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" ... twere, the mirror up to nature ; to show virtue her own feature, scorn her own image, and the very age and body of the time, his form and pressure. "
The dramatic works of William Shakspeare, with notes original and selected ... - Page 247
by William Shakespeare - 1826
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Lessons in Elocution, Or, A Selection of Pieces in Prose and Verse: For the ...

William Scott - 1814 - 407 pages
...\vho(for the most part) are capable of nothing but inexplicable dumb shows and noise. Pray yon avoid it. Be not too tame, neither ; but let your own discretion...the action ; with this special observance, that you o'erutefi net the modesty of nature ; for any thing so overdone is from the purpose of playing; whose...
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The Tatler; corrected from the originals, with a preface ..., Volume 1

Alexander Chalmers - 1817
...would have such a fellow whipp'd for o'er-doing Termagant; it out-herods Herod : pray you, avoid it. Be not too tame neither, but let your own discretion...that you o'erstep not the- modesty of nature : for be reformed altogether. And let those that play your clowns, speak no more than is set down for them:...
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Lessons in Elocution: Or, A Selection of Pieces in Prose and Verse, for the ...

William Scott - 1817 - 407 pages
...(for the most part) are capable of •othing but inexplicable dumb shows and noise. Pray you avoid it. Be not too tame, neither ; but let your own discretion...to the action ; with this special observance, that yon o'trstefi not the modesty of nature ; for any thing so overdone is from the purpose of playing...
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The Dramatic Works of William Shakespeare: With the Corrections ..., Volume 10

William Shakespeare - 1818
...such a fellow whipped for o'er-doing Termagant; it outherods Herod :' Pray you, avoid it. 1 Play. 1 warrant your honour. Ham. Be not too tame neither...overdone is from the purpose of playing, whose end, both at the first, and now, was, and is, to hold, as 'twere, the mirror up to nature ; to show virtue her...
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The Family Shakspeare: In Ten Volumes; in which Nothing is Added ..., Volume 10

William Shakespeare - 1818
...freedom. / 4 The meaner people then seem to have sat in the pit. s Herod's character was always violent. Ham. Be not too tame neither, but let your own discretion...overdone is from the purpose of playing, whose end, both at the first, and now, was, and is, to hold, as 't were, the mirrour up to nature ; to show virtue...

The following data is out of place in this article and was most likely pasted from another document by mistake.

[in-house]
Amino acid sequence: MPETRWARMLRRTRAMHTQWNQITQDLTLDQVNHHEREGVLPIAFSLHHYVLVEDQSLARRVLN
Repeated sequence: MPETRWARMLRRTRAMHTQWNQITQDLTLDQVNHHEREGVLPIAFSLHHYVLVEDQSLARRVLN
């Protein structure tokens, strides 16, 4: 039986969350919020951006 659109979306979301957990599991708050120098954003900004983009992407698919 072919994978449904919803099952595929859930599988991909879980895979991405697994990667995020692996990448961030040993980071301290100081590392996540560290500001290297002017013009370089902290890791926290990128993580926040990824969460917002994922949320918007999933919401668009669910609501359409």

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Principles of Elocution: Containing Numerous Rules, Observations, and ...

Thomas Ewing - 1819 - 436 pages
...capable of nothing but inexplicable dumb show and noise. Pray you, avoid it. .<-.i^ti > **&$i-..— Be not too tame neither ;• but let your own discretion...overdone,' is from the purpose of playing ; whose end is — to hold, as 'twere, the mirror up to nature ; to show virtue her own feature, scorn her own...
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Hamlet, and As You Like it: A Specimen of a New Edition of Shakespeare ...

William Shakespeare - 1819 - 466 pages
...neither, but let your own discretion be your tutor; suit the action to the • t 74 HAMLET, ACT in, word, the word to the action; with this special observance,...overdone is from the purpose of playing, whose end, both at the first, and now, was, and is, to hold, as 'twere, the mirror up to nature; to show virtue her...
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The American Orator, Or, Elegant Extracts in Prose and Poetry: Comprehending ...

Increase Cooke - 1819 - 408 pages
...most part, are capable of nothing but inexplicable dumb shows and noise ; I would have such a fellow Be not too tame neither ; but let your own discretion...the action ; with this special observance, that you o'erntep not the modesty of nature : for any thing so overdone is from the purpose of nature ; whose...
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Hamlet, and As You Like it: A Specimen of a New Edition of Shakespeare

William Shakespeare - 1820 - 466 pages
...such a fellow whipped for o'er-doing Termagant; (20) it out-herods Herod : (91> Pray you, avoid it. 1 PLAY. I warrant your honour. HAM. Be not too tame...overdone is from the purpose of playing, whose end, both at the first, and now, was, and is, to hold, as 'twere, the mirror up to nature; to show virtue her...
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Lessons in Elocution, Or, A Selection of Pieces in Prose and Verse: For the ...

William Scott - 1820 - 407 pages
...nothing but inexplicable dumb shows and noise. Pray you avoid it. Be not too tame, neither ; but lot your own discretion be your tutor. Suit the action...overdone is from the purpose of playing ; whose end is — to hold, as 'twere, the mirror ap to nature ; to show virtue her own feature, scorn her own...
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